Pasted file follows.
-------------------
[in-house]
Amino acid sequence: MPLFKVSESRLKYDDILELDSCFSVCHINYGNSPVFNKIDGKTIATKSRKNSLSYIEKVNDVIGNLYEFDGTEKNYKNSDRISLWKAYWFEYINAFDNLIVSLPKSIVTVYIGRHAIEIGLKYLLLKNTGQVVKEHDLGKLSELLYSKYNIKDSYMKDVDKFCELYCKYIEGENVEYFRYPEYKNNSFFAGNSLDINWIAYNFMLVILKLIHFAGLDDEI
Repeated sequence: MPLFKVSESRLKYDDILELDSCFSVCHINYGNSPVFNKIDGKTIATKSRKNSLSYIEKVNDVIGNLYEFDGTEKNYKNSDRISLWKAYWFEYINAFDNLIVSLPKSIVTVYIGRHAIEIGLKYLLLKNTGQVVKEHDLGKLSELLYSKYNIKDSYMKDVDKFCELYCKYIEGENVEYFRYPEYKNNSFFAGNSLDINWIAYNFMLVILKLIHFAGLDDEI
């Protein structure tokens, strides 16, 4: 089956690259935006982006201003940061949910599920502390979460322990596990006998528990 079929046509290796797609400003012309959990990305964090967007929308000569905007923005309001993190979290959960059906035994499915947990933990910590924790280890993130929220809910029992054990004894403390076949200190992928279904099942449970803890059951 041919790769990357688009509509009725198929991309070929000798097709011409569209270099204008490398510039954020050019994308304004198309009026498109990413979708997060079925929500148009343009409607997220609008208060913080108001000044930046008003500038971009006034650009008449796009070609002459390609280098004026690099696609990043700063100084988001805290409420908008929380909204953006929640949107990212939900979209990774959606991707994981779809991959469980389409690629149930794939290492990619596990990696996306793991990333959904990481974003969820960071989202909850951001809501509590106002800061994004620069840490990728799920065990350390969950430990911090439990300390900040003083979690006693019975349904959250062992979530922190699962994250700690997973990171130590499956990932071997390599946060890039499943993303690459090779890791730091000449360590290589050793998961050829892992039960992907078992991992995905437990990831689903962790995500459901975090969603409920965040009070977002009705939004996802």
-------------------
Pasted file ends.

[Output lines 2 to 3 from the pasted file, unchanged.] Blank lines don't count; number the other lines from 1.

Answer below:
Amino acid sequence: MPLFKVSESRLKYDDILELDSCFSVCHINYGNSPVFNKIDGKTIATKSRKNSLSYIEKVNDVIGNLYEFDGTEKNYKNSDRISLWKAYWFEYINAFDNLIVSLPKSIVTVYIGRHAIEIGLKYLLLKNTGQVVKEHDLGKLSELLYSKYNIKDSYMKDVDKFCELYCKYIEGENVEYFRYPEYKNNSFFAGNSLDINWIAYNFMLVILKLIHFAGLDDEI
Repeated sequence: MPLFKVSESRLKYDDILELDSCFSVCHINYGNSPVFNKIDGKTIATKSRKNSLSYIEKVNDVIGNLYEFDGTEKNYKNSDRISLWKAYWFEYINAFDNLIVSLPKSIVTVYIGRHAIEIGLKYLLLKNTGQVVKEHDLGKLSELLYSKYNIKDSYMKDVDKFCELYCKYIEGENVEYFRYPEYKNNSFFAGNSLDINWIAYNFMLVILKLIHFAGLDDEI